Number of Islands: Demystifying Programming Interview

If you are reading this post right now, chances are high that you are not looking for the number of islands in the Pacific Ocean. But you are planning to appear for a programming interview in the future and/or you have appeared for a coding interview in the past.

I have appeared for many such interviews. Many of them went well. Some, not so good. However, all of them contributed to improving in a crucial domain that is necessary for arguably all Software Engineers (if not all Engineers): Problem Solving!

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Through this article, I will be sharing my two cents about problem-solving and how to think of an algorithm, and how to optimize it if possible. I will do this by demonstrating how I approach solving this LeetCode problem. If you have not heard about LeetCode before, I highly recommend that you check it out. LeetCode provides an online programming platform with around ~1600 problems covering an exhaustive range of concepts in data structures and algorithms.

The Number of Islands Problem

The problem that we will be looking at today is titled Number of Islands. It requires us to devise an algorithm that would take in an input 2-D array of dimensions m x n comprising of 0’s and 1’s. In this array, the 0’s represent water, and the 1’s represent land. We need to output the number of islands formed by landmasses (1’s) connected horizontally or vertically.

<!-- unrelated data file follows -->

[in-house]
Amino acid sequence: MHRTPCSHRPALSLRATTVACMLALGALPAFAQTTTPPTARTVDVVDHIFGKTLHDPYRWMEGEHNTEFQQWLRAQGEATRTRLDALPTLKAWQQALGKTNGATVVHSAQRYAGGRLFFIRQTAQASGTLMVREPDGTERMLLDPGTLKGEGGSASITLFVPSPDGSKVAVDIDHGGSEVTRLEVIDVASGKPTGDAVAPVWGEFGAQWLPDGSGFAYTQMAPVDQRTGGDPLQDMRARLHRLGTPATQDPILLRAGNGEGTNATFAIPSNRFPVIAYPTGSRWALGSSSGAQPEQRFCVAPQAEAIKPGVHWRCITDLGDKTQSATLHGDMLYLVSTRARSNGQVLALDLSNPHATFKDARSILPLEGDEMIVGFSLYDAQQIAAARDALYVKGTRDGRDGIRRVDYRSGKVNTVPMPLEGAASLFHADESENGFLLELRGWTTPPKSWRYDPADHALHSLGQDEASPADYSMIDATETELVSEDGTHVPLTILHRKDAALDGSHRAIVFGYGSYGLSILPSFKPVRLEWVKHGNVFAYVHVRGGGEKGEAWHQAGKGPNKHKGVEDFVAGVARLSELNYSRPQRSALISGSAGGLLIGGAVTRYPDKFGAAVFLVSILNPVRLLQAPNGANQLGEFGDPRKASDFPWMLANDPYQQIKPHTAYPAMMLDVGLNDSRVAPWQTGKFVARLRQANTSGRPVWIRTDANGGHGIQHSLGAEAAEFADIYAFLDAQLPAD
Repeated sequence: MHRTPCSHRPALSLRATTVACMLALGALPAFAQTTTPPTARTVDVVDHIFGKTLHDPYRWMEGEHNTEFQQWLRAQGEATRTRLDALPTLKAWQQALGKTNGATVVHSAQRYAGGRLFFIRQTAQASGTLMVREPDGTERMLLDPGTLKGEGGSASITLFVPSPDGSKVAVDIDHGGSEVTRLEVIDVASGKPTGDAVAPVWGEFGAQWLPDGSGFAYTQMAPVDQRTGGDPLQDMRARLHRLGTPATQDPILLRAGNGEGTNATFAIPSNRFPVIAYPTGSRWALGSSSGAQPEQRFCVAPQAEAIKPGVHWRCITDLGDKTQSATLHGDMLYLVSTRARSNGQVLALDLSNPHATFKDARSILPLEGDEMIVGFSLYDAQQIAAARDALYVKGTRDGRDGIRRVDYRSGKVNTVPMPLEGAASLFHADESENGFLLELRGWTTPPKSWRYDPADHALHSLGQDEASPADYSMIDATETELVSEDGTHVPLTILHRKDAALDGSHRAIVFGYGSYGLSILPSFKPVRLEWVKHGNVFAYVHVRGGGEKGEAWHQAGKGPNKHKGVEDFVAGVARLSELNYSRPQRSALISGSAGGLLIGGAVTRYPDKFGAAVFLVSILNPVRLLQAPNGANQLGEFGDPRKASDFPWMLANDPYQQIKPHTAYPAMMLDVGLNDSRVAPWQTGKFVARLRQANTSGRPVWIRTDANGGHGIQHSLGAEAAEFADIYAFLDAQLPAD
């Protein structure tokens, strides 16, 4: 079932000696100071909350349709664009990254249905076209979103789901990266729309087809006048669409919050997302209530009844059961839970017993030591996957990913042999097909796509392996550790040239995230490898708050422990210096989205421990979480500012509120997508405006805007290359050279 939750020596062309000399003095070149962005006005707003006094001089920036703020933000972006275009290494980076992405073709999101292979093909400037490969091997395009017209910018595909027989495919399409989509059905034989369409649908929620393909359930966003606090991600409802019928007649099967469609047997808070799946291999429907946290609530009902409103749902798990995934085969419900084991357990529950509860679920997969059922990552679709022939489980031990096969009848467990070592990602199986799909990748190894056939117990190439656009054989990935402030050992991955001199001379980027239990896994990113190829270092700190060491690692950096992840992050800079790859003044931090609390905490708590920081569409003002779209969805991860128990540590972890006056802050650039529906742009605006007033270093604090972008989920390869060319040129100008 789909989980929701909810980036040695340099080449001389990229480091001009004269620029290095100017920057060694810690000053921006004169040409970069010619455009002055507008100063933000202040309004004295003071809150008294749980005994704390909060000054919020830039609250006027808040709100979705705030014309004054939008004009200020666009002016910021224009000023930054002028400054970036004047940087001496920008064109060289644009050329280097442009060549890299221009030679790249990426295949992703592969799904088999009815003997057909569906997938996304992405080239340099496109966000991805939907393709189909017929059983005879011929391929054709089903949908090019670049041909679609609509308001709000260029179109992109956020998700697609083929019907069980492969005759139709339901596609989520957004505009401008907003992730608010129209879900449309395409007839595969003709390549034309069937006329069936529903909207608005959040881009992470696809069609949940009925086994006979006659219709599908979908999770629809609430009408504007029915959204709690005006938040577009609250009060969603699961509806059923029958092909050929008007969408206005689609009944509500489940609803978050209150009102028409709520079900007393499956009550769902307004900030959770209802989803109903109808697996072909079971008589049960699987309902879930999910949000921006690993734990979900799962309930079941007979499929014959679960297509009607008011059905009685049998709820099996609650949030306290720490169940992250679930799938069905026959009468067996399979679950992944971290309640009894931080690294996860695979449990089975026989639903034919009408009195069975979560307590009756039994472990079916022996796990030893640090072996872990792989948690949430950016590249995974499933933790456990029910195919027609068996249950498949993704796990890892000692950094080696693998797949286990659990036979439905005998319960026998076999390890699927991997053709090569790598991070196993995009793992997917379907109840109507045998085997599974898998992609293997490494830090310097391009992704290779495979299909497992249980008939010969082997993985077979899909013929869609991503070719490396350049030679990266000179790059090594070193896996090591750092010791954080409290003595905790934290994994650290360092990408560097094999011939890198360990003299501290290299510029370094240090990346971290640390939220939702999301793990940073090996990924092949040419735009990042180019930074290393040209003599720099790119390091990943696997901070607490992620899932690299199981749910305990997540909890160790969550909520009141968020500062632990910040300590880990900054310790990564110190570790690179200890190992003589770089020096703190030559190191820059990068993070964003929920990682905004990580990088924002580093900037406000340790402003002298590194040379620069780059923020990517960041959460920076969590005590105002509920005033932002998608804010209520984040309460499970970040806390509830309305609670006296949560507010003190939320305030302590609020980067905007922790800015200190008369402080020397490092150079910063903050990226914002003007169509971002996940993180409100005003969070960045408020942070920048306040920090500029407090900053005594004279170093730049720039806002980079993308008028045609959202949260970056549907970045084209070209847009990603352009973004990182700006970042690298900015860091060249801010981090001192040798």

For instance, if the input is the below array:


then the output of your solution should be 2.

The Solution

Before solving this problem, let us first visualize the problem statement. Let us paint the 1’s with green and 0’s with blue:

We can clearly see two distinct green patches that are not connected either horizontally or vertically. Let us take a moment to appreciate how it became so much easier for our brains to see the 2 islands clearly in this colored image as compared to the earlier table with just 0’s and 1’s. In fact, this appreciation for color holds the key to the solution to the above problem.

Changing the visualization a bit, we will start with a colorless table of 0’s and 1’s, but we will remove the boundaries between adjacent 1’s. This will lead us to a figure like this:

If we were to paint the 1’s in this image so that when we drop the paint, it continues to flow up, down, left, and right until it reaches a boundary. Starting from the top-left cell:

As the paint drips to the horizontal and vertical neighbors, the table will now start being more visual as below.

After some time, the paint will reach all cells reachable from the top-left cell and the table will look like this.

Once our paint cannot flow further because of the borders, we will stop this process and move to the next cell at the location (0, 1). Since this cell has already been painted, we can skip the painting process and proceed further till the point we reach another 1 cell that has not been painted already.

Therefore, in the above example, we will start the painting process for the 2nd time at the location (3, 3).

After completing the second painting process, the final table will look like below:

The painting process that we have been looking at so far is nothing but an example of Breadth-First Search. In this algorithm, we start at some location and continue observing all locations that are immediately reachable from the current location. We continue this traversal until we reach a point where no more locations are reachable.